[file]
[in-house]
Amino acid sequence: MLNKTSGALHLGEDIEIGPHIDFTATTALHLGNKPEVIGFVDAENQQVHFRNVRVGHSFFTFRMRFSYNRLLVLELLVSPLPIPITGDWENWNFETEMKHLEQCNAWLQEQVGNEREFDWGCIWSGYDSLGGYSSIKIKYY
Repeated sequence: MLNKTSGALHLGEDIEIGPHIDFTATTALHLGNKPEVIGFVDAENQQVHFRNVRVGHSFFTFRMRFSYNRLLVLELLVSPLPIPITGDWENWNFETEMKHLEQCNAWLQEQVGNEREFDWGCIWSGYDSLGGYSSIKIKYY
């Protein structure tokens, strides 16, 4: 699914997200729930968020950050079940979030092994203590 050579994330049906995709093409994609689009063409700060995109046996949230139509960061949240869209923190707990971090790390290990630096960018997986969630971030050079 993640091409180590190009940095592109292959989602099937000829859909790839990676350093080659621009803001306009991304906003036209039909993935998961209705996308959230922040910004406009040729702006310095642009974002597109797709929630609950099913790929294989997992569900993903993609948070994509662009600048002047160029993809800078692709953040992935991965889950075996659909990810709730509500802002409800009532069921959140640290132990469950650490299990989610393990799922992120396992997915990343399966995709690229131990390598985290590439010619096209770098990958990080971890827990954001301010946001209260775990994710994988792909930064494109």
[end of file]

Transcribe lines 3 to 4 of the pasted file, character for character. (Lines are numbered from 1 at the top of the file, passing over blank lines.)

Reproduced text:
Repeated sequence: MLNKTSGALHLGEDIEIGPHIDFTATTALHLGNKPEVIGFVDAENQQVHFRNVRVGHSFFTFRMRFSYNRLLVLELLVSPLPIPITGDWENWNFETEMKHLEQCNAWLQEQVGNEREFDWGCIWSGYDSLGGYSSIKIKYY
């Protein structure tokens, strides 16, 4: 699914997200729930968020950050079940979030092994203590 050579994330049906995709093409994609689009063409700060995109046996949230139509960061949240869209923190707990971090790390290990630096960018997986969630971030050079 993640091409180590190009940095592109292959989602099937000829859909790839990676350093080659621009803001306009991304906003036209039909993935998961209705996308959230922040910004406009040729702006310095642009974002597109797709929630609950099913790929294989997992569900993903993609948070994509662009600048002047160029993809800078692709953040992935991965889950075996659909990810709730509500802002409800009532069921959140640290132990469950650490299990989610393990799922992120396992997915990343399966995709690229131990390598985290590439010619096209770098990958990080971890827990954001301010946001209260775990994710994988792909930064494109």